SSP Group has predicted a bleak H2 outlook as the coronavirus crisis continues to hit sales.

In its pre-close trading update for the 26 weeks to 30 September 2020, the group has reported weekly sales approximately 76% down on 2019.

Although this marks a slight uplift from April-May (-95%) and June (-90%), the group expects overall sales for H2 to be down 86% year-on-year, resulting in a reduction in revenue of around £1.3bn compared to H2 2019.

The sales improvement over the past few months has been primarily driven by a stronger recovery in Continental Europe, where weekly sales are approximately 66% lower year-on-year, compared with the UK, North America and the rest of the world, where weekly sales remain around 80-85% lower.

In the UK, the business has seen some recovery in the air sector over the summer predominantly form leisure customers, albeit considerably lower capacity and renewed quarantine restrictions reduced activity.

The rail sector remained weak during the third quarter, but has started to see a slow recovery, driven by a gradual return in commuter travel as people return to the office.

Globally, the group has reopened just over a third – approximately 1,100 – of its units, which is ahead of expectations set out in its interim results in June.

Despite the weaker sales, management action to reduce the cost base means that the underlying EBITDA and operating loss (on an IAS 17 basis) are expected to fall broadly in the middle of the ranges set out in the interim results in June (-£120m to £190m EBITDA and -£180m to £250m operating loss) for the second half of the year.

Overall net cash usage in H2 is expected to be in the region of £250m to £270m, a considerably better outcome than that anticipated at the Interim results in June of £340m to £440m.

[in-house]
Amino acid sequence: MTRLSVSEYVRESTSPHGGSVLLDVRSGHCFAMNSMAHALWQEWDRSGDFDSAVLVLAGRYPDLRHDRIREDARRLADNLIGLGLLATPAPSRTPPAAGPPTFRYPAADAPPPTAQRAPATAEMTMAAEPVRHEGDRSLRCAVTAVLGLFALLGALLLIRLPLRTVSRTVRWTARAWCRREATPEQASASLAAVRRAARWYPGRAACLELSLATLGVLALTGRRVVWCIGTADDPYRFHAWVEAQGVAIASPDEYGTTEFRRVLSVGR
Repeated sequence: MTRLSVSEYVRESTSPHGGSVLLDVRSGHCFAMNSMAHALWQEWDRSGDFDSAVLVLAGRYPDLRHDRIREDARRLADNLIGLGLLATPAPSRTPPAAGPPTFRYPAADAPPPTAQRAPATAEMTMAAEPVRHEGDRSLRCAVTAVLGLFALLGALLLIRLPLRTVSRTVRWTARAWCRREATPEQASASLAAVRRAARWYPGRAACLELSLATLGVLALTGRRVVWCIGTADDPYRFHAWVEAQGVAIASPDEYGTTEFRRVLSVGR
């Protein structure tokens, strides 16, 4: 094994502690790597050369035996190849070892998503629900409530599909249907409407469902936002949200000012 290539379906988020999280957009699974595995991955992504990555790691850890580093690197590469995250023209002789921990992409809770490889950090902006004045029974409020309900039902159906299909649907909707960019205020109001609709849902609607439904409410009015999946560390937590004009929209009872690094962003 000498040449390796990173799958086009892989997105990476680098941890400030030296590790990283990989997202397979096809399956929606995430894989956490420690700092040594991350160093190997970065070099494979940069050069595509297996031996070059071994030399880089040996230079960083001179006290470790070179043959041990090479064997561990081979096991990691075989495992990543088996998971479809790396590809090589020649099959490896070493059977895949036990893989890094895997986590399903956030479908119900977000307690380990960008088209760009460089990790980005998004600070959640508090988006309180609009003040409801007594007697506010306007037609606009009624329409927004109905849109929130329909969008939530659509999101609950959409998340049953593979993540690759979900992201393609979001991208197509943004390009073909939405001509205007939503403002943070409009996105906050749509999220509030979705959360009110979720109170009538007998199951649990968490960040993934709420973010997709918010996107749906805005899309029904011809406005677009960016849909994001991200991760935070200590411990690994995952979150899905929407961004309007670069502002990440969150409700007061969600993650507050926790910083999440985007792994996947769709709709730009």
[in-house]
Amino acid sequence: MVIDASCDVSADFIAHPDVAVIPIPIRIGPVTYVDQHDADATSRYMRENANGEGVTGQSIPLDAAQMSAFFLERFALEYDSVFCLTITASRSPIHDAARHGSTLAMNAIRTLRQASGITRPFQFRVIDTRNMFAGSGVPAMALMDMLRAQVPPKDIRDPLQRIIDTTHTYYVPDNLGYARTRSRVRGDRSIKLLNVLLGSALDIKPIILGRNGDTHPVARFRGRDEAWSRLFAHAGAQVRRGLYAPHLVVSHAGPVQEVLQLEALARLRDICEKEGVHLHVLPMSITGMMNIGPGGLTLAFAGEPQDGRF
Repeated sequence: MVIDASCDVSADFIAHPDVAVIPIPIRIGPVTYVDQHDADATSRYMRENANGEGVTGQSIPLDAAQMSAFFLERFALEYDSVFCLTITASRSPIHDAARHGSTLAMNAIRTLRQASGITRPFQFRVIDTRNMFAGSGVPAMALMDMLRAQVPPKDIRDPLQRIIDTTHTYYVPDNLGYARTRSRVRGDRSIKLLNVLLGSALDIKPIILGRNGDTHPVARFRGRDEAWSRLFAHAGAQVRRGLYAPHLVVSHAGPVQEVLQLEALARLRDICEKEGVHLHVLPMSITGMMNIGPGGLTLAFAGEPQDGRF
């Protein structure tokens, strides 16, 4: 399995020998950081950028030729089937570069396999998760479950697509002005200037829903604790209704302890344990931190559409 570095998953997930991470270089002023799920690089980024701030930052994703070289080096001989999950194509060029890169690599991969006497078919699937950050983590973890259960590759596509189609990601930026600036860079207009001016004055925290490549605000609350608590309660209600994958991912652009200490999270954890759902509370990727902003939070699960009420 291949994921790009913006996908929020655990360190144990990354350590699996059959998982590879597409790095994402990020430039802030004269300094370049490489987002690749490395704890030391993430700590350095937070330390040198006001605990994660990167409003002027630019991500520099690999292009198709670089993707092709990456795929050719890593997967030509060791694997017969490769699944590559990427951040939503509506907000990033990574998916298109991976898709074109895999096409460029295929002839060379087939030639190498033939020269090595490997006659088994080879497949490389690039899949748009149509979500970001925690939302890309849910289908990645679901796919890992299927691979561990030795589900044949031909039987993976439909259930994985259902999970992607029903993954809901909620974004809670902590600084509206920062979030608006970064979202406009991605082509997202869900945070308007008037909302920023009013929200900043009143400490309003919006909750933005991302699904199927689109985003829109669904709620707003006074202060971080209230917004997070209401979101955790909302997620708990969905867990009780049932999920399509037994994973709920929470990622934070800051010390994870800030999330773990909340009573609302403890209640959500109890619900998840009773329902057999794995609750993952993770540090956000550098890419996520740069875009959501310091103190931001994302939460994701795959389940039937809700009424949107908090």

“Covid-19 continues to have an unprecedented impact on the travel industry and on SSP’s businesses in all geographies,” said CEO Simon Smith. “Our first priority throughout this crisis has been the health, safety and welfare of our people and our customers. We have taken rapid and decisive action to reduce cost, preserve cash and to substantially strengthen the Group’s financial position.

“It is with regret that the prolonged nature of this crisis has resulted in us having to restructure and make considerable job losses in order to protect the business. These are always extremely difficult decisions, and we are supporting our colleagues throughout this process.

“We have seen some improvement in passenger demand since the start of the crisis and we have reopened units swiftly and profitably in response to this, with over one third of our units now trading. Our model is flexible and we will continue to align unit openings with demand, meeting the needs of our customers whilst managing operating costs and cash flow tightly.

“In the medium-term we expect to see the gradual return of passenger travel to more normalised levels. The actions we are taking to rebuild the business will enable us to emerge fitter and stronger, positioning us to capitalise on future opportunities and delivering long term sustainable growth for the benefit of all our stakeholders.”